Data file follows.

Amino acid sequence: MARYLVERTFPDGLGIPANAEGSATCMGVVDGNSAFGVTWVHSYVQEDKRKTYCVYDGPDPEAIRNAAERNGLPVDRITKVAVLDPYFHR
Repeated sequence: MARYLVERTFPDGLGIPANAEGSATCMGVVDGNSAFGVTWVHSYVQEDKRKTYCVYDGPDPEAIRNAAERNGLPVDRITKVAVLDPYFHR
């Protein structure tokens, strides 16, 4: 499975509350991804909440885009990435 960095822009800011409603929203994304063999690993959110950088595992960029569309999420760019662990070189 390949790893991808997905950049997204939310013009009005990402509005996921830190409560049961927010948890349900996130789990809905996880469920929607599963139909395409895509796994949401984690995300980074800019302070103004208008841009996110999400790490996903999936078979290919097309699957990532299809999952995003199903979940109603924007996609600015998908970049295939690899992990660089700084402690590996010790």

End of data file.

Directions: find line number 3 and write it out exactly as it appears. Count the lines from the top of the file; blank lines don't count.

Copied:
């Protein structure tokens, strides 16, 4: 499975509350991804909440885009990435 960095822009800011409603929203994304063999690993959110950088595992960029569309999420760019662990070189 390949790893991808997905950049997204939310013009009005990402509005996921830190409560049961927010948890349900996130789990809905996880469920929607599963139909395409895509796994949401984690995300980074800019302070103004208008841009996110999400790490996903999936078979290919097309699957990532299809999952995003199903979940109603924007996609600015998908970049295939690899992990660089700084402690590996010790």